Bramwell’s Lunch Beat: Execs Add Their Two Cents on Obama's Tax Planby
Meet the corporate board’s ‘kitchen junk drawer’
As new risks multiply, the audit committee has become the “kitchen junk drawer” for many corporate boards, wrote Michael Rapoport and Joann S. Lublin of the Wall Street Journal. The workload of the powerful committees has expanded sharply beyond their core role of overseeing a company’s financial reporting. They are grappling with new regulations, whistleblower claims, and issues like cybersecurity and foreign corruption. “It’s not the favorite committee,” said Fredric Reynolds, a retired CBS Corp. CFO and audit committee chairman at Mondelez International Inc. To attract committee members, he sometimes promises relatively short stints: “You’ll be released for time served and good behavior,’’ he tells directors.
Obama’s corporate tax plan? CFOs weigh in
The Wall Street Journal’s CFO Journal talked to finance chiefs about President Obama’s budget plan, which calls for a one-time 14 percent tax on companies’ overseas earnings. Future foreign profits would incur a 19 percent tax, lower than the current 35 percent rate. The taxes from foreign earnings would be used to pay for US infrastructure improvements. Scott Wine, CEO of Polaris Industries Inc., a maker of recreational vehicles, said, “American corporations are at a significant disadvantage due to our high corporate tax rates. So if this [proposal] can be the beginning of a real discussion to make us more competitive, I am all for it.” Jeff Lasher, CFO of footwear maker Crocs Inc., said, “We as a country have to do something with the international tax code. It’s a little disappointing we don’t hear more talk about it. I’m in favor of anything that more rationally puts the United States in a more competitive situation internationally.” Lasher is skeptical, however, that the Republican-controlled Congress will approve the plan.
GE, Pfizer face $506 billion foreign-cash tax in Obama plan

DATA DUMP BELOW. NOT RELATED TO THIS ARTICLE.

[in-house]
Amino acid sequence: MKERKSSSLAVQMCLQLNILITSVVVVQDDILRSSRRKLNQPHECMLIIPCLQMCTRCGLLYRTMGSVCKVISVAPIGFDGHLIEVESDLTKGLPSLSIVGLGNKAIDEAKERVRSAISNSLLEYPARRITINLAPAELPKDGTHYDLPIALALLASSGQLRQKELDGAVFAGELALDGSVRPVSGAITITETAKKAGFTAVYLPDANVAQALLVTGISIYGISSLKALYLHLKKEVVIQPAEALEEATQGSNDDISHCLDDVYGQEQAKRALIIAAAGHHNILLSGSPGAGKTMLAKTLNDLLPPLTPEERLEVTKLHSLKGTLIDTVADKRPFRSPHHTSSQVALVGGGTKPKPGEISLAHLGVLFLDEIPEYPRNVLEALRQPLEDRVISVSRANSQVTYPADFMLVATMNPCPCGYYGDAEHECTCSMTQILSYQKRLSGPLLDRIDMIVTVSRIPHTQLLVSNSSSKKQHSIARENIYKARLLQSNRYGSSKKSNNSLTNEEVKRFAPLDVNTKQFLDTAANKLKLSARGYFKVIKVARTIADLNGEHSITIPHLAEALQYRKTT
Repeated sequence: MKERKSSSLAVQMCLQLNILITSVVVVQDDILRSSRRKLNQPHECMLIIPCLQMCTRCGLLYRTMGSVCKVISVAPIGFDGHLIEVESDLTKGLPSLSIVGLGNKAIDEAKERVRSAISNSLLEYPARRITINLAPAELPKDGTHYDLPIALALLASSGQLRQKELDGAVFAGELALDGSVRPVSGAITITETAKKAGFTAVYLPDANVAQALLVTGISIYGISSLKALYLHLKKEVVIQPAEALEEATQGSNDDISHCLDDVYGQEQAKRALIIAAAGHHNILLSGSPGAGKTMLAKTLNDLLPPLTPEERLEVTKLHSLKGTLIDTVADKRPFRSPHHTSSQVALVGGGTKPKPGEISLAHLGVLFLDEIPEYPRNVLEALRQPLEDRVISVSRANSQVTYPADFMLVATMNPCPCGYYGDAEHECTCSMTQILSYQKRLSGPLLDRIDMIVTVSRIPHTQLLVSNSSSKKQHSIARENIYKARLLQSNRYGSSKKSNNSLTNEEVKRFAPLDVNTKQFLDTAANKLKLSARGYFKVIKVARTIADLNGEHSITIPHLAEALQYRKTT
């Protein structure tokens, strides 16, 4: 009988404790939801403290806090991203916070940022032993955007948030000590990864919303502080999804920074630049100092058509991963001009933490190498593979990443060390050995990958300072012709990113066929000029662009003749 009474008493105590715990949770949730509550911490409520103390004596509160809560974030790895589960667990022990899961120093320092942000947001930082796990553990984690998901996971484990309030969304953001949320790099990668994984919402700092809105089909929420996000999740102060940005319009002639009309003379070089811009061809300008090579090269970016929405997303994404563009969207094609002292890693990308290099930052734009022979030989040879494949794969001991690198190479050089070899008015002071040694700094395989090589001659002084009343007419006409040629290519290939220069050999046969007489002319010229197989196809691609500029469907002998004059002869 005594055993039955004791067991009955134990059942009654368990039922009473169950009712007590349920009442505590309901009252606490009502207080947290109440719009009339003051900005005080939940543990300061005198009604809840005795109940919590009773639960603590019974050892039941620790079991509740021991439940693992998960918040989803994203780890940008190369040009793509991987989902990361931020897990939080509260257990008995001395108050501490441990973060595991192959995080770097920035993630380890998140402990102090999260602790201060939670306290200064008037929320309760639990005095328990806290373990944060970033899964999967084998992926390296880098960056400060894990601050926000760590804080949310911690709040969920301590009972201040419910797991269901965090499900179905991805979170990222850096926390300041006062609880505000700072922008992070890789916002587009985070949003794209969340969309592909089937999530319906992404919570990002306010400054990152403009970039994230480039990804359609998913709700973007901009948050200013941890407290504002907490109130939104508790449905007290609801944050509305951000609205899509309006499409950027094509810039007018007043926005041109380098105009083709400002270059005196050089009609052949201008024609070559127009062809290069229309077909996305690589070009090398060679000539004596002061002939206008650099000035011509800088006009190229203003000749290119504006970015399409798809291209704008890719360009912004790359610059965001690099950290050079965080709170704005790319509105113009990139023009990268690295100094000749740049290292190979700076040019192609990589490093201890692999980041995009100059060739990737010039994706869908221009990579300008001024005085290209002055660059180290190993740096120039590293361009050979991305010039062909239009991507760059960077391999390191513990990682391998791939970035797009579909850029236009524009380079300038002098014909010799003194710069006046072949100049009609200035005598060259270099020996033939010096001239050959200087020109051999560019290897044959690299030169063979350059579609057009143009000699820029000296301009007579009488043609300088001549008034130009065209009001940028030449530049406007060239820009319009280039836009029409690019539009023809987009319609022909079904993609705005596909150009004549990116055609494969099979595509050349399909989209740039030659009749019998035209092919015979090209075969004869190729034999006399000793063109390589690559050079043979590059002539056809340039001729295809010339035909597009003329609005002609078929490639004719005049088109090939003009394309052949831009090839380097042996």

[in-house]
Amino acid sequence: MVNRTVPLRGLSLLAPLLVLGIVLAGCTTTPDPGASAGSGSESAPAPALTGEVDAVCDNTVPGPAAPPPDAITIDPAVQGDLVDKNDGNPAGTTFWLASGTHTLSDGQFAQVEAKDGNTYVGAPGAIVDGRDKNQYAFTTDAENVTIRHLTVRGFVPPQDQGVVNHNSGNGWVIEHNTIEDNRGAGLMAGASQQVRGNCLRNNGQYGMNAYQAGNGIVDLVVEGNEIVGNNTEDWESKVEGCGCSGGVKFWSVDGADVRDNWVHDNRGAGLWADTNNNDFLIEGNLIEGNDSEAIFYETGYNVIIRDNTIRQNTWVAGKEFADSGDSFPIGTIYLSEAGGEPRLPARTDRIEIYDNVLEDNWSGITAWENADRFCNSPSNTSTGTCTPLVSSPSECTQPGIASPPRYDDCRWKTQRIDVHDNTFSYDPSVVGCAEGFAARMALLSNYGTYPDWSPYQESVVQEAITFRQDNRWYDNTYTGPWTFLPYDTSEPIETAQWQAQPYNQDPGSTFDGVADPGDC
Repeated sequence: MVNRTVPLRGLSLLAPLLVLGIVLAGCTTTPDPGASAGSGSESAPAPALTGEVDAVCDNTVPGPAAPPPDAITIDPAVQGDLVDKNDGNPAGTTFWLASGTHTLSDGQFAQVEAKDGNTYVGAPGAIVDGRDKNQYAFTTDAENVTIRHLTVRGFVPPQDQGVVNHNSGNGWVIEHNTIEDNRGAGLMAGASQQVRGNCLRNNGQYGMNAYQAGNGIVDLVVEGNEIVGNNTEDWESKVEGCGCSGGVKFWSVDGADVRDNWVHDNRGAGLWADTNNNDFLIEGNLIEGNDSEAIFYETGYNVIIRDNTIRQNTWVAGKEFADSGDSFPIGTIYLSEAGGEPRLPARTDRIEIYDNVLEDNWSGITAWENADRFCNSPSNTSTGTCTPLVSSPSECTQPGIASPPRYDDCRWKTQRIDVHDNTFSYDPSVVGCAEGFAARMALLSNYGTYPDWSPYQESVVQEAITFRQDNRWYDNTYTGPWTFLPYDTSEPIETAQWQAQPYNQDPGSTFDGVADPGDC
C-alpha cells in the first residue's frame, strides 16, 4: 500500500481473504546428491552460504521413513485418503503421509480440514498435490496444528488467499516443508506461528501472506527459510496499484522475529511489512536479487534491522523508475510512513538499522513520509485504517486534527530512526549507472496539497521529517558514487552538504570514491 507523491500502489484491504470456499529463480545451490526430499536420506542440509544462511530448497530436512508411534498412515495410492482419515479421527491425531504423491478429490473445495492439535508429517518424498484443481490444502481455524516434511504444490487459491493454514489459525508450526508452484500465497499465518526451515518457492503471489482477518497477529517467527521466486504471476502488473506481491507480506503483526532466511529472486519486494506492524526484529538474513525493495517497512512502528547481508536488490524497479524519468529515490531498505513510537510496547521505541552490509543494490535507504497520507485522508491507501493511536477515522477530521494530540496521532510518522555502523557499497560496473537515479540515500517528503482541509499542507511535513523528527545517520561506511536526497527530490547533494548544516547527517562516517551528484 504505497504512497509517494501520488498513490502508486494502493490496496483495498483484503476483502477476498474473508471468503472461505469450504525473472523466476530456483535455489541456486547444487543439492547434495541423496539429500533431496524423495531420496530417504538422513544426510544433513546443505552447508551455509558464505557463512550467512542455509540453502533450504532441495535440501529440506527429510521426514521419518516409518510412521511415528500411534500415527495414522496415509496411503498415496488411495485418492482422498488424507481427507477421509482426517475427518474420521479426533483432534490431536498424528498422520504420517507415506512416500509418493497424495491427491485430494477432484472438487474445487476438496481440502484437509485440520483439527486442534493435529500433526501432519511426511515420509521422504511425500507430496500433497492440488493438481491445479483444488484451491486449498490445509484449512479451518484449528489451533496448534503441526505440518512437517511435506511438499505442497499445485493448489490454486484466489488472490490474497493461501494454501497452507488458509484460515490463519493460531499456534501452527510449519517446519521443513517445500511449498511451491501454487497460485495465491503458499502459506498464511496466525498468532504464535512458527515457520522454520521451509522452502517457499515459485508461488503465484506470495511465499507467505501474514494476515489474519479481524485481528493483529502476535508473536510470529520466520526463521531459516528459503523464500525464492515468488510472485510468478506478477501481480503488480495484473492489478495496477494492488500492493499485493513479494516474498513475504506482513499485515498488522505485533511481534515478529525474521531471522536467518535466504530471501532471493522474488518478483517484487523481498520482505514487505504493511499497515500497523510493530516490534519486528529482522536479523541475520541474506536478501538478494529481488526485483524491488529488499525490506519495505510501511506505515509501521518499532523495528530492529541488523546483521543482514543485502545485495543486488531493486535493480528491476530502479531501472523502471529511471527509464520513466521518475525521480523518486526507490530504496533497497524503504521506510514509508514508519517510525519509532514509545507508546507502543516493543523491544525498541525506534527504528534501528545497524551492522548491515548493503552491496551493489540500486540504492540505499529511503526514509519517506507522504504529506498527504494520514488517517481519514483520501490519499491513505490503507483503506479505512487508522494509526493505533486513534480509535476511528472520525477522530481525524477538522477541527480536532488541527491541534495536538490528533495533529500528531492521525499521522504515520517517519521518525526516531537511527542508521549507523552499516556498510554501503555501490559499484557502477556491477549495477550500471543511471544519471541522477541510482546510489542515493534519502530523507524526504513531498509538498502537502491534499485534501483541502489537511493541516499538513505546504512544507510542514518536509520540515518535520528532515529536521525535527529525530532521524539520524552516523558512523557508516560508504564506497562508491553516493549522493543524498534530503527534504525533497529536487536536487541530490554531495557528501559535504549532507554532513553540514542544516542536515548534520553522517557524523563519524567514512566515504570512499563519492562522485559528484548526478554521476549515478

US companies – including General Electric Co. (GE), Microsoft Corp., and Pfizer Inc. – would pay $506 billion over the next decade under President Obama’s proposal to encourage them to bring back profits held overseas, wrote Katherine Chiglinsky and Thomas Black of Bloomberg. That trio tops the list of Standard & Poor’s (S&P) 500 Index companies in earnings reinvested outside the United States, according to Bloomberg Intelligence analysts Brian Friel and Tiffany Young. Obama’s budget estimates the stockpile of corporate earnings outside the United States at about $2 trillion. GE led US companies with about $110 billion of earnings reinvested outside of the United States as of the end of 2013, according to data compiled by Bloomberg Intelligence. Microsoft held $92.9 billion of its profits outside of the United States as of June 30, while Pfizer’s total was about $69 billion as of Dec. 31, 2013.
Obama’s bid to tax foreign profits could cost Apple $10 billion
And what about Apple Inc.? Adam Shell of the USA Today wrote that President Obama’s proposal for a one-time 14 percent tax on US companies’ foreign earnings stashed abroad could add up to a tax bill of about $10 billion for Apple, as well as Pfizer and Microsoft, according to estimates from Capital Economics. Apple, which has nearly $180 billion in cash, could afford to pay the extra tax. A review of regulatory filings by the 20 biggest US companies – which account for 25 percent of the value of the S&P 500 stock index – found that those firms accounted for “around half of all foreign cash holdings,” according to Capital Economics.
Small exporters wary of Obama tax plan
The Obama administration’s plan to tax the foreign earnings of American companies might hinder the ability of small exporters to compete abroad, several small firms said, wrote Angus Loten and Leslie Josephs of the Wall Street Journal. Roughly 97 percent of the estimated 300,000 exporters in the United States are small businesses, with fewer than 500 employees, according to the US Census Bureau. Many small exporters already have seen their profits hammered by a stronger dollar in recent months. Lee Cohen, general manager of Setton Pistachio of Terra Bella Inc., a California pistachio grower with fewer than 500 employees, said the new tax would put his company at a disadvantage against other global growers, such as those in Iran. “The vast majority of our sales are exports,” said Cohen, who added that the natural response to the new tax “would be to shift to sell domestically.” That, he said, would be detrimental to business, as well as the US pistachio industry: “We do need to export.”
Obama proposes tax on large financial firms